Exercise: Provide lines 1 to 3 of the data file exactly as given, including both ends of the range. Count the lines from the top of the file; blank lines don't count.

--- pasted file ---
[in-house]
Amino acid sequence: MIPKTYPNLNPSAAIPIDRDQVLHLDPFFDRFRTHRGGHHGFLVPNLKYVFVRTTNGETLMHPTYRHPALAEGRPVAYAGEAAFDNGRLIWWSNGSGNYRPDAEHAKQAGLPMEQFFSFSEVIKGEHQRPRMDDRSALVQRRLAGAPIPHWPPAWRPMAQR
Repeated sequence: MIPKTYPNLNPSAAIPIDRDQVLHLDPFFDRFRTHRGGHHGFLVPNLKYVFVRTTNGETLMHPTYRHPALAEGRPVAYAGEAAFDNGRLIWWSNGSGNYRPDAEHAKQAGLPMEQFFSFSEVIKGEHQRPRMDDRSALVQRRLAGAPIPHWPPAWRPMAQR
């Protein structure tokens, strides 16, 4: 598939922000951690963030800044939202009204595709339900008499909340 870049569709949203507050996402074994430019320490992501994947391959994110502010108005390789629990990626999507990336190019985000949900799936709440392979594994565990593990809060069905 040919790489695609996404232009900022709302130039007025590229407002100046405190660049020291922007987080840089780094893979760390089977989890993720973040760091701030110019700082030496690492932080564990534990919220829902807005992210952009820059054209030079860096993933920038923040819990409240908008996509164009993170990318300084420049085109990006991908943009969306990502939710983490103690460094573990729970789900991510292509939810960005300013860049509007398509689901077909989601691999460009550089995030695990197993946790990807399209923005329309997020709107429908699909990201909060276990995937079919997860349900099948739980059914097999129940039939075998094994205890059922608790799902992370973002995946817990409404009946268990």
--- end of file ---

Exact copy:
[in-house]
Amino acid sequence: MIPKTYPNLNPSAAIPIDRDQVLHLDPFFDRFRTHRGGHHGFLVPNLKYVFVRTTNGETLMHPTYRHPALAEGRPVAYAGEAAFDNGRLIWWSNGSGNYRPDAEHAKQAGLPMEQFFSFSEVIKGEHQRPRMDDRSALVQRRLAGAPIPHWPPAWRPMAQR
Repeated sequence: MIPKTYPNLNPSAAIPIDRDQVLHLDPFFDRFRTHRGGHHGFLVPNLKYVFVRTTNGETLMHPTYRHPALAEGRPVAYAGEAAFDNGRLIWWSNGSGNYRPDAEHAKQAGLPMEQFFSFSEVIKGEHQRPRMDDRSALVQRRLAGAPIPHWPPAWRPMAQR